State Film Tax Credit Program Reading List
In Mound City Money, David Nicklaus highlights a recent study from the Center on Budget and Policy Priorities that demonstrates the ineffectiveness of state film tax credit programs. This is particularly well-timed, because the Tax Credit Review Commission just voted to recommend eliminating this program in Missouri. From the study:
- No state can “win” the film subsidy war . Film subsidies are sometimes described as an “investment” that will pay off by creating a long-lasting industry. This strategy is dubious at best. Even Louisiana and New Mexico — the two states most often cited as exemplars of successful industry-building strategies — are finding it hard to hold on to the production that they have lured. The film industry is inherently risky and therefore dependent on subsidies.
Regular readers of Show-Me Daily know that I am a frequent critic of these programs. The following is a list of additional recent studies that I have referenced previously, all of which are specific to film tax credit programs. Each of these concludes that film tax credit programs have negative fiscal consequences for states. If any of you are aware of quality literature on the topic that I may have excluded, please leave a note in the comments section of this post.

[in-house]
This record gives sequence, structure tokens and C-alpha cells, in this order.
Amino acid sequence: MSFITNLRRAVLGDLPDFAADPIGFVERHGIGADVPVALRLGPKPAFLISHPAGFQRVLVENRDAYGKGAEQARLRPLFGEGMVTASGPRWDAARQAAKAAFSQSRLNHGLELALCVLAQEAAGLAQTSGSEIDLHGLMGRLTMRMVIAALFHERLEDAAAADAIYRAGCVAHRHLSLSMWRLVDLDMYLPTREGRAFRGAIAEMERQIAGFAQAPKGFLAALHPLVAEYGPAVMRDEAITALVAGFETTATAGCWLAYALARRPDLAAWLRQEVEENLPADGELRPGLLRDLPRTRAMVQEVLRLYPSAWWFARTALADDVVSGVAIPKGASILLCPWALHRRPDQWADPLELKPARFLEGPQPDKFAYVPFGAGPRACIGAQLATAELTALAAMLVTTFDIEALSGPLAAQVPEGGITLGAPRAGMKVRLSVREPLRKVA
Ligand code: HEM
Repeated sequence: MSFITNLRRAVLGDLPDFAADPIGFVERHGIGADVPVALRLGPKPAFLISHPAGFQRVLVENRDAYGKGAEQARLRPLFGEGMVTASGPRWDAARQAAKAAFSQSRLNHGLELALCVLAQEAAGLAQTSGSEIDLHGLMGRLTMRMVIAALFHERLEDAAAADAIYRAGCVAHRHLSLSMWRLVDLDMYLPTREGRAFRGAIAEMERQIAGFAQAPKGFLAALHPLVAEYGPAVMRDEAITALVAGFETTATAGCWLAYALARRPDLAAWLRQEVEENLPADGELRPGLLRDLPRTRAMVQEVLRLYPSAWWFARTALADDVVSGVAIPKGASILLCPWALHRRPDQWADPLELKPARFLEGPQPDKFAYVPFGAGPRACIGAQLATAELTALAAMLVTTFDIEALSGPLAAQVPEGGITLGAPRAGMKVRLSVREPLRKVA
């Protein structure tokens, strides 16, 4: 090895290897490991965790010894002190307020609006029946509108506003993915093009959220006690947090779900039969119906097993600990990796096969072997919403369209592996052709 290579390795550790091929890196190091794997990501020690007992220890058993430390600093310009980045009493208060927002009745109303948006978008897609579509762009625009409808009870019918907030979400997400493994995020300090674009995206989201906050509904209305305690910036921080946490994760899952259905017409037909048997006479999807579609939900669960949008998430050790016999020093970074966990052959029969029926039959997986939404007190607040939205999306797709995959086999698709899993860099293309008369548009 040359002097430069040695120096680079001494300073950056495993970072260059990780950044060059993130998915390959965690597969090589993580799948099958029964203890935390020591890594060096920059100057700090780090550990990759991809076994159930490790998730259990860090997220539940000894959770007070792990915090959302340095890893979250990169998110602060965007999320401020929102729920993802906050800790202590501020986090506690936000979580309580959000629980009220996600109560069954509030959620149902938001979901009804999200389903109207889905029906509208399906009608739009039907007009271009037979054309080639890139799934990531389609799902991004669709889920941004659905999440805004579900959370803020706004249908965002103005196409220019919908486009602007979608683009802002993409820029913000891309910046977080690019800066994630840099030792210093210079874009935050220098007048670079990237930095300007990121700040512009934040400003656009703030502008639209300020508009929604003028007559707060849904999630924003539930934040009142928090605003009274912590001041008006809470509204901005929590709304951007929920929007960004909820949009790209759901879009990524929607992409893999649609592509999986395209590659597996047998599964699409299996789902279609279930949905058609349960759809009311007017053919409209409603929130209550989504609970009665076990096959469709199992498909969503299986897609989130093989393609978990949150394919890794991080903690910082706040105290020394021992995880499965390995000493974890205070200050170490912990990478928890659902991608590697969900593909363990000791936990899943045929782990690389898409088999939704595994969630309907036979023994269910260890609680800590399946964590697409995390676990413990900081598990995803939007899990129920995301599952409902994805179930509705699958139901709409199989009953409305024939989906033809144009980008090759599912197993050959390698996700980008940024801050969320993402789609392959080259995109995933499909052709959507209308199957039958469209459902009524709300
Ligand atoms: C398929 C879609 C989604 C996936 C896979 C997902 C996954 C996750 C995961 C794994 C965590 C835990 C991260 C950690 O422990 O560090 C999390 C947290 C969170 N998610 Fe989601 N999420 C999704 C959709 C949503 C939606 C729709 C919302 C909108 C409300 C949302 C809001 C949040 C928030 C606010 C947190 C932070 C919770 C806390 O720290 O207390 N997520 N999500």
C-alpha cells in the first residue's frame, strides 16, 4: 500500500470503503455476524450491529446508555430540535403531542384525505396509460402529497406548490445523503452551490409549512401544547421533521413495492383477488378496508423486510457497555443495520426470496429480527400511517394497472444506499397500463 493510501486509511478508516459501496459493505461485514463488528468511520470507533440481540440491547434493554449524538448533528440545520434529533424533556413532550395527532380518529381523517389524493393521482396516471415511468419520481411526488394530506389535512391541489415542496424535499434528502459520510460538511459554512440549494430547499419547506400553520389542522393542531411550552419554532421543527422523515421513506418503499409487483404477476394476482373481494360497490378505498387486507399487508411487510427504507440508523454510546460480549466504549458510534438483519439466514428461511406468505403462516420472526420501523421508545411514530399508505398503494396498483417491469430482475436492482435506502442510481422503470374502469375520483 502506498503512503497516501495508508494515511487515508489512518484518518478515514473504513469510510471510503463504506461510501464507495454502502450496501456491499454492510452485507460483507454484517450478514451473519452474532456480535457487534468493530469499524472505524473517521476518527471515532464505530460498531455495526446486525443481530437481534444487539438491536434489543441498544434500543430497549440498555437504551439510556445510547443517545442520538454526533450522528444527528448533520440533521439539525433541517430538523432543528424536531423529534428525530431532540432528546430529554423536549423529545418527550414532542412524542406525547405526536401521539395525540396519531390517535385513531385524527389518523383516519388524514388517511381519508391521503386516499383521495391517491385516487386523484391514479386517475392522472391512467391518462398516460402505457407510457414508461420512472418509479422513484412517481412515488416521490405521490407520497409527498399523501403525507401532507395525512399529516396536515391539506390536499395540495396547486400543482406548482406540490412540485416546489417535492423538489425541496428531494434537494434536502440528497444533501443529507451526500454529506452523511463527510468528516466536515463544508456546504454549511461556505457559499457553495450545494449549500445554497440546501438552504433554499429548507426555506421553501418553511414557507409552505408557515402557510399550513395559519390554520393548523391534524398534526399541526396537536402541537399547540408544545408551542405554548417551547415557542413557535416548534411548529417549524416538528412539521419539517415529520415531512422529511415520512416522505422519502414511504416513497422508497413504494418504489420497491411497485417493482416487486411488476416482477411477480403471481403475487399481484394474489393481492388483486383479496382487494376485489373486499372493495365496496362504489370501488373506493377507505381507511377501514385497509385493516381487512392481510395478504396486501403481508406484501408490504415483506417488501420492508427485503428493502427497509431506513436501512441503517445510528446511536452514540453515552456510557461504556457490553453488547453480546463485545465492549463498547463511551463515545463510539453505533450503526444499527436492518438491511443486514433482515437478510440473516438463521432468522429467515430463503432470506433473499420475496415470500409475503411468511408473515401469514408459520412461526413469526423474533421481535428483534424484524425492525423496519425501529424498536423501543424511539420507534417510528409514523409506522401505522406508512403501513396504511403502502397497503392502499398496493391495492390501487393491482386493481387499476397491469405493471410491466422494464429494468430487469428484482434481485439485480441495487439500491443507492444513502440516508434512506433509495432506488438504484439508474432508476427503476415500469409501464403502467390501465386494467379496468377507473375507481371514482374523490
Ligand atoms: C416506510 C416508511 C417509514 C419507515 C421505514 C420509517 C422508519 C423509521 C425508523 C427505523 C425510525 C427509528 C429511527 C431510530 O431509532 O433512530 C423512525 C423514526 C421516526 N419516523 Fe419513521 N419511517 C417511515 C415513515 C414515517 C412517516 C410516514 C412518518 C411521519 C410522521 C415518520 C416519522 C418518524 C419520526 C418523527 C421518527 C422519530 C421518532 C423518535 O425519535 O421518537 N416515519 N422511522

- In October 2010, the state auditor’s office in Iowa released a report on the state’s film tax credit program, which was subject to recent scandals. The auditor found that a full 80 percent of the credits that the state had granted were issued improperly — amounting to more than $25 million.
- In September 2010, the Senate Fiscal Agency in Michigan released a study showing that the state spends more on film tax programs than they generate in economic activity. For example, in fiscal year 2010–11, Michigan will spend $125 million on film credits, which will generate merely $13.5 million in new tax receipts. This amounts to a net fiscal cost of $111.5 million.
- In March 2010, the Wisconsin Department of Commerce published a cost-benefit analysis of the state’s film tax credit program, reporting that it costs 20 times more to create a job using the state’s movie tax incentive program than it does using other state job creation programs.
- In January 2010, Tax Foundation released a study, “Movie Production Incentives: Blockbuster Support for Lackluster Policy,” concluding that production incentives such as targeted tax credits do not spur economic growth.
- According to a 2007 study by Oxford Economics, “The Economic Impact of the UK Film Industry,” the film industry has a multiplier of only 2.0. This is lower than the multiplier for the economy average, and indicates that the indirect impacts on employment and output from the film industry are not very far-reaching. Even if there were a significant multiplier when money is spent in the economy, then certainly permanent businesses would provide more favorable returns — not short-lived activity such as film productions.